Along came the first girlfriend. She wanted to visit a dancing school. So I had (!) to learn dancing or leave (her). Can you imagine me, doing “Dancing Queen” on the dance floor with “Apostrophe (´)” in my mind ?

    When I watch retro TV programs about the 70´s toady, I can´t understand the fuzz about it. I am quiet suprised that I survived mentally that decade.

    What I remember most about the 70s, Roland, is how the mind and music of FZ saved me from much of the dreck of that decade, french or otherwise. If one only listened to AM radio at the time, though, one wouldn’t think so. It seemed as if all of the really good music of the 70s were being played on reel to reel machines in little black light basement apartments, or on late night college FM stations, while the rest of the world was catching Saturday Night Fever or out buying mood rings or pet rocks.

    Don’t feel bad regarding your first girlfriend. Girls make guys to funny things, especially when there’s potential teenage plooking involved. I recall, one of my early girlfriends would only “do the nasty” if I wrote her love poems. I wrote one hell of a lot of really really bad love poetry that year, but I figured it was worth it. She wound up marrying a mechanic named Joe who runs a garage in B.C. (can it get any more ironic than that?).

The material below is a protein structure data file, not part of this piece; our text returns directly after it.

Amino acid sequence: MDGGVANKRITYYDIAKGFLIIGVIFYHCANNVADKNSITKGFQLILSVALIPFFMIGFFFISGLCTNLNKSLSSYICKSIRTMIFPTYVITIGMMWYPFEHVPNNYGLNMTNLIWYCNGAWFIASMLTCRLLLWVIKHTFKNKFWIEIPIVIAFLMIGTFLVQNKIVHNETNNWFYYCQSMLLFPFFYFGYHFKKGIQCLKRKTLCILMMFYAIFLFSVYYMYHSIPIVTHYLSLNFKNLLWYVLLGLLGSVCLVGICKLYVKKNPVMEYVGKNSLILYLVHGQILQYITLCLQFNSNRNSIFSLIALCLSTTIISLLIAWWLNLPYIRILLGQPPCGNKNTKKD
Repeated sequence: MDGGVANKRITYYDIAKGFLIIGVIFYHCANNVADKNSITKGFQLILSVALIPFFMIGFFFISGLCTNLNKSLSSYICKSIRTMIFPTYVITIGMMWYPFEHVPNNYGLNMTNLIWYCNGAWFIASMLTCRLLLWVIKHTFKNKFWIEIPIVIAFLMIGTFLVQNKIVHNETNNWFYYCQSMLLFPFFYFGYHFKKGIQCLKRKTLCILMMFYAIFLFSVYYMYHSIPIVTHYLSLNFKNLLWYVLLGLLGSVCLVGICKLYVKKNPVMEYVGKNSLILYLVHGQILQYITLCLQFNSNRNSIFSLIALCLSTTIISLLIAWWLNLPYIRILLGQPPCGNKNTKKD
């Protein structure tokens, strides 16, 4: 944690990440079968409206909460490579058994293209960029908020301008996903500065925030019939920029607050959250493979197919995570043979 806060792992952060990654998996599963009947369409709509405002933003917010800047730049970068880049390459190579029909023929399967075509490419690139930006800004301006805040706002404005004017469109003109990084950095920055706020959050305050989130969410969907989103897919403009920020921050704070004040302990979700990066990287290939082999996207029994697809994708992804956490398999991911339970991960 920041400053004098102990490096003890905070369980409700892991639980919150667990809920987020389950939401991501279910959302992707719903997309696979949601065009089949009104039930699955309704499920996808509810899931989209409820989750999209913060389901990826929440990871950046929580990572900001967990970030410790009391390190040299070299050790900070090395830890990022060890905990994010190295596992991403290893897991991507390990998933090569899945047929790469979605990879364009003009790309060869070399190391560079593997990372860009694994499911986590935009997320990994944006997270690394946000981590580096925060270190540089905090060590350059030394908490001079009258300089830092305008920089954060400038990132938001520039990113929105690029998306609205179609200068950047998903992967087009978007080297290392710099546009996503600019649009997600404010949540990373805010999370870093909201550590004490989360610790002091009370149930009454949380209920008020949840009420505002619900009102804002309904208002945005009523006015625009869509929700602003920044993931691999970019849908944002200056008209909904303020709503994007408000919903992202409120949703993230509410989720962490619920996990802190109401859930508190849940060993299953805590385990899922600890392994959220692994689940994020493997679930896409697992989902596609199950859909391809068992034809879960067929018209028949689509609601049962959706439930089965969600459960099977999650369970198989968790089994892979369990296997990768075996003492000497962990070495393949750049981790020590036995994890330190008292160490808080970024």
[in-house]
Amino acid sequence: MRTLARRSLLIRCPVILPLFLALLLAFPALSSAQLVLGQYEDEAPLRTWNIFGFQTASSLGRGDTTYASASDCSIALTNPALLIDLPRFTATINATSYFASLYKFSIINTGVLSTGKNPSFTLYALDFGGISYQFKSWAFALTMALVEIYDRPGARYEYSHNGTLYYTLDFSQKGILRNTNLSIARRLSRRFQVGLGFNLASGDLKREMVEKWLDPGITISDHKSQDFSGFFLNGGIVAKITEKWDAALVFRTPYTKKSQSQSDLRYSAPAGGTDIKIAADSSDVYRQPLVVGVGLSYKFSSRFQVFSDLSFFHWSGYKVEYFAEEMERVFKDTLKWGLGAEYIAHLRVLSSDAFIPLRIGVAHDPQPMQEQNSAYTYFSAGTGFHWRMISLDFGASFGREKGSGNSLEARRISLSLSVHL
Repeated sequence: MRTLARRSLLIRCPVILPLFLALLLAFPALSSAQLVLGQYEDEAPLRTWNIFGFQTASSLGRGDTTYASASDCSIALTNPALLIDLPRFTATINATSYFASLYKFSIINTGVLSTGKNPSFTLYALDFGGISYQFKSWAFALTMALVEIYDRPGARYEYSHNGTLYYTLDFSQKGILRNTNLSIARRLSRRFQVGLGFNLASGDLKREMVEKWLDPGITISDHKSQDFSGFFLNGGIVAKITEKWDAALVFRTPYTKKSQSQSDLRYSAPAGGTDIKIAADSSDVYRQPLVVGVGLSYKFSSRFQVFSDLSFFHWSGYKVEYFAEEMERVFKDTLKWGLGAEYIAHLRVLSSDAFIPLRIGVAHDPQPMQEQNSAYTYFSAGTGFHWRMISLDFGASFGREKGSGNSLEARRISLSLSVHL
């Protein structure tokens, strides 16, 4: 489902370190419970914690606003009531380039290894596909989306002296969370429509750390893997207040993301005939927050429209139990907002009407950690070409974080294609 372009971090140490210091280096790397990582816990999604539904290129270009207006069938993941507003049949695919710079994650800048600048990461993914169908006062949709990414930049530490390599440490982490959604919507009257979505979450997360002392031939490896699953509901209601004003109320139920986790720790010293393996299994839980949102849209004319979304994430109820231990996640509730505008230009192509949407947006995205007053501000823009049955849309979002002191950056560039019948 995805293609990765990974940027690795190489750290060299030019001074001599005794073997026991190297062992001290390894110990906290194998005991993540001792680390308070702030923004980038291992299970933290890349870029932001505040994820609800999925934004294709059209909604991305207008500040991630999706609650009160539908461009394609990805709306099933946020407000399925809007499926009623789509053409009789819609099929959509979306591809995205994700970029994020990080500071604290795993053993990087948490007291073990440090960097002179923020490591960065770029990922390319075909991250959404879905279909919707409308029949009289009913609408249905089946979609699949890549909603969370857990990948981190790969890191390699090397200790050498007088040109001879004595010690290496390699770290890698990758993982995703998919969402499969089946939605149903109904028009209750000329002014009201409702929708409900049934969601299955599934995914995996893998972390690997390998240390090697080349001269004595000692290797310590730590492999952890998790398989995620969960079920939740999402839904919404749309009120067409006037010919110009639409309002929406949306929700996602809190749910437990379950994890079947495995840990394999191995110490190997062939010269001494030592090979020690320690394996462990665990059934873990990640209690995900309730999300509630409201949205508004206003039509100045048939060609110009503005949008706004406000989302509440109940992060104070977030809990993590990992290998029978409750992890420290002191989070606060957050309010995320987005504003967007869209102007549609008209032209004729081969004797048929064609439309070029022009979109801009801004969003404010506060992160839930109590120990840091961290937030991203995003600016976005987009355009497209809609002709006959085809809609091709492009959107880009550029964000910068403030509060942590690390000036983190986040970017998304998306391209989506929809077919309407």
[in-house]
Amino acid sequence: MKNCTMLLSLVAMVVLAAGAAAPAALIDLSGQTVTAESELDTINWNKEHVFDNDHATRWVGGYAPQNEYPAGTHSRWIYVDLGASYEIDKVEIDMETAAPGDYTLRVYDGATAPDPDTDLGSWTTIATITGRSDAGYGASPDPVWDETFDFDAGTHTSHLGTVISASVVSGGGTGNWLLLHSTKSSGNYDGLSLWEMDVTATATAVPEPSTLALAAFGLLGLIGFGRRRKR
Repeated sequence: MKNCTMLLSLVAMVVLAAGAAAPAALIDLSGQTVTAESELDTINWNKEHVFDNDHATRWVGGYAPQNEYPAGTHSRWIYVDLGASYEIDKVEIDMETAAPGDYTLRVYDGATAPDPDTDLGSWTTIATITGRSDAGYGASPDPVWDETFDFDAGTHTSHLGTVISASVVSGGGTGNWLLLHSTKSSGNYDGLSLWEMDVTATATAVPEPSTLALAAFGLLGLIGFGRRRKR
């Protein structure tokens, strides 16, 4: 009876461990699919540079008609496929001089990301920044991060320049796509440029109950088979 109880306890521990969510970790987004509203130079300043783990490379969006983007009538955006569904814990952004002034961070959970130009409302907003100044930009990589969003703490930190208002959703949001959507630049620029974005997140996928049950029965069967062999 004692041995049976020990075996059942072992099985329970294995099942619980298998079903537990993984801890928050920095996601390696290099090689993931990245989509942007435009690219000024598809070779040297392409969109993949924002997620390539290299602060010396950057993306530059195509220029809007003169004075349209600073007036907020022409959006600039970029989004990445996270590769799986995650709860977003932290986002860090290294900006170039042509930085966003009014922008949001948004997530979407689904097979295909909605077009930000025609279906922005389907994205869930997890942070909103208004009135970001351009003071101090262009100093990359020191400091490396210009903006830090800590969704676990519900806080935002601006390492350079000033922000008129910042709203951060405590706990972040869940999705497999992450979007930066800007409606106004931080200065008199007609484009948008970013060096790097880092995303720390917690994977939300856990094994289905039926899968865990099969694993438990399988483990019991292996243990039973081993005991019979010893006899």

25. Barry's Imaginary Publisher says:

    A quote from bernard:

    For instance, the great B. Bacharach ( jewish) composition “Trains & Boats & Planes”.

    “( jewish)” ?
    What’s the relevance of B.B. being of jewish descent? Why do you insist on mentioning this explicitly? To the non-bernard-educated reader this is borderline racist (which I know you are not). You have this puzzling habit of pinpointing race and/or descent when talking about (what you perceive to be) a minority.

    Second: what’s ( with) the (random ) spaces featured ( in) your (between brackets ) commentary? I’d ( really ) love (to ) know ).

  26. Rob says:

    Xorg: Just wait: next year’s nostalgia will be new & improved!

  27. bernard says:

    No, Barry, I do not happen to be a racist. When I was the international secretary of the organisation I worked for, I attended all Jewish New Year festivities and I’ve met Simon Peres several times. The same goes for my relation with the PLO by the way.

    Back to music.

    B. Bacharach wants to be mentioned as being jewish.
    And in case you’re interested in new jewish music, there’s amongst others the Tzadik.com site, click on radical jewish culture.

  28. Roland says: